Time Management: How To Minimize Interruptions
If you?re like most busy executives, you know that interruptions are a big drain on your productivity. While all interruptions can?t (and shouldn?t) be prevented, here are some ways you can minimize them and gain more control over your time.
* Identify your priorities. If there?s a key project you need to give uninterrupted time to, earmark an hour or two early in the morning to work on it. Do it before you handle client calls, check email, etc. Consciously creating space for your top priorities is an excellent way to manage your time.
* Let your colleagues and subordinates know that you come in early to office and prefer to spend the initial hour or so (e.g., till 9:00 am) working alone on your projects. Let everyone know you are available for meetings only after that time.
* Where possible, create a certain amount of isolation while you?re working on something important. You might choose to close your door, or even work inside a conference room for a short while.
* It?s a good idea to arrange your office / desk so that you don?t face the traffic or are in the midst of traffic. This helps you concentrate better and minimize interruptions.
* If there are files or resources in your area that others frequently access, shift them.
I knew one manager who had a photocopy machine right in front of his desk, with only a clear glass partition in between. It was a huge distraction for him because people were using the machine continually. On top of that, when they see him at his desk, many would stop by to chat as well!
You can imagine the waste of time that meant. He found it much easier to work after he had the photocopier shifted elsewhere.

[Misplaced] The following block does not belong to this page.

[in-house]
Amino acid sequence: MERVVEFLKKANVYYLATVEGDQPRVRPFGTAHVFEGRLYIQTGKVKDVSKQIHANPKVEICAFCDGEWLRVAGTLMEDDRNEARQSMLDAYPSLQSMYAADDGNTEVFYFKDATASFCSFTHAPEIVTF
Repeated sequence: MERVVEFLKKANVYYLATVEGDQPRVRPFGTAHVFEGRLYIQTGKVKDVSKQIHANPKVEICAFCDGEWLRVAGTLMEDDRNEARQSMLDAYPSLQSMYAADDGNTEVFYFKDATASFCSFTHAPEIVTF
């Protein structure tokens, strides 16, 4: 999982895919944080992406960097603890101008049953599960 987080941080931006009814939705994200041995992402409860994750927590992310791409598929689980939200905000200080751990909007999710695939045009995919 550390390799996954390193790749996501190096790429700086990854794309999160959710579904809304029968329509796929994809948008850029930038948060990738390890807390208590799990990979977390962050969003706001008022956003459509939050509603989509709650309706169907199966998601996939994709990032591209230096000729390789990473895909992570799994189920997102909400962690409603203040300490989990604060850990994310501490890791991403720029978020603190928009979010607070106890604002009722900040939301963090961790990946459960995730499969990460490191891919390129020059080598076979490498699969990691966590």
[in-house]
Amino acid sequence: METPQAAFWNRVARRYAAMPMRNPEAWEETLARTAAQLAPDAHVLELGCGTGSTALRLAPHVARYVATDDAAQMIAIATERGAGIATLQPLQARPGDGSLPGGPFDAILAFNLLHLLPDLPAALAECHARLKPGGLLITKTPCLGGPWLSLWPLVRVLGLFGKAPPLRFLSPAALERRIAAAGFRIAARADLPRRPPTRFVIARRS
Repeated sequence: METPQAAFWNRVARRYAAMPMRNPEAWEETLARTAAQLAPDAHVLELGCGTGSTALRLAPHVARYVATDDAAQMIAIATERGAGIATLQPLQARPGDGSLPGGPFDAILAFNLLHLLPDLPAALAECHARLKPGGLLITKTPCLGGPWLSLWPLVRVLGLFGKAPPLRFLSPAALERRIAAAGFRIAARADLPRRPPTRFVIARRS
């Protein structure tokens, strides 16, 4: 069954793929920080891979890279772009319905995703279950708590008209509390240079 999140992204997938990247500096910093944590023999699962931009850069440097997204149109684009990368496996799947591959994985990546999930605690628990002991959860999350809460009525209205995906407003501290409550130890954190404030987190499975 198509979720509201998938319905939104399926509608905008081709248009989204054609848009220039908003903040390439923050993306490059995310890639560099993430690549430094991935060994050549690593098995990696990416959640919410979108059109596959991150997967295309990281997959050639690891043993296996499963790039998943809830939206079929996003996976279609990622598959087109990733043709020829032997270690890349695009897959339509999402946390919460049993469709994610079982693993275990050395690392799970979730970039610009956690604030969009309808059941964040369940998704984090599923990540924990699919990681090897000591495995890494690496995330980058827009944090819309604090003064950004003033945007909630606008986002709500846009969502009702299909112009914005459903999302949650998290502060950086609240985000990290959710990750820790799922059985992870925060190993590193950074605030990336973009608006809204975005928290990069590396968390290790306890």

* If you have a secretary or other assistant, let him know that no interruptions are permitted during the time you?ve blocked off for key projects. Also let them know what interruptions are ok at other times. Give them the authority to schedule meetings for you during blocks of time you set up for the purpose.
* Where possible, tell subordinates to bunch together problems they want to discuss with you so that you can deal with all those issues in a single meeting. Of course, this may not always be feasible.
* When someone asks you for a short meeting, offer to drop into their office at a specific time. That way, you?re in control of the time. And you avoid the possibility of their dropping into your office and spending an inordinate amount of time there.
* If they need to meet you immediately, ask them for an estimate of how much time they need. Agree to meet them for that amount of time. This puts them under a certain amount of pressure to finish the meeting at the earliest. Don?t try this with your boss!
* If someone comes to your office and rambles on beyond what is necessary, tell him that you have to go elsewhere for a meeting right now. Or invent some other plausible reason for making an exit.
An organization can function effectively only if there is a significant amount of interaction among team members. So do make sure that your attempts to gain productive time are not at the expense of the real needs of your organization.
About the Author: Kate Regent is passionate about using time effectively. Her articles at http://www.time-management-facts.com/ and http://www.time-management-facts.com/delegation.html cover tips for managing time, the whys of delegation, time management techniques and more.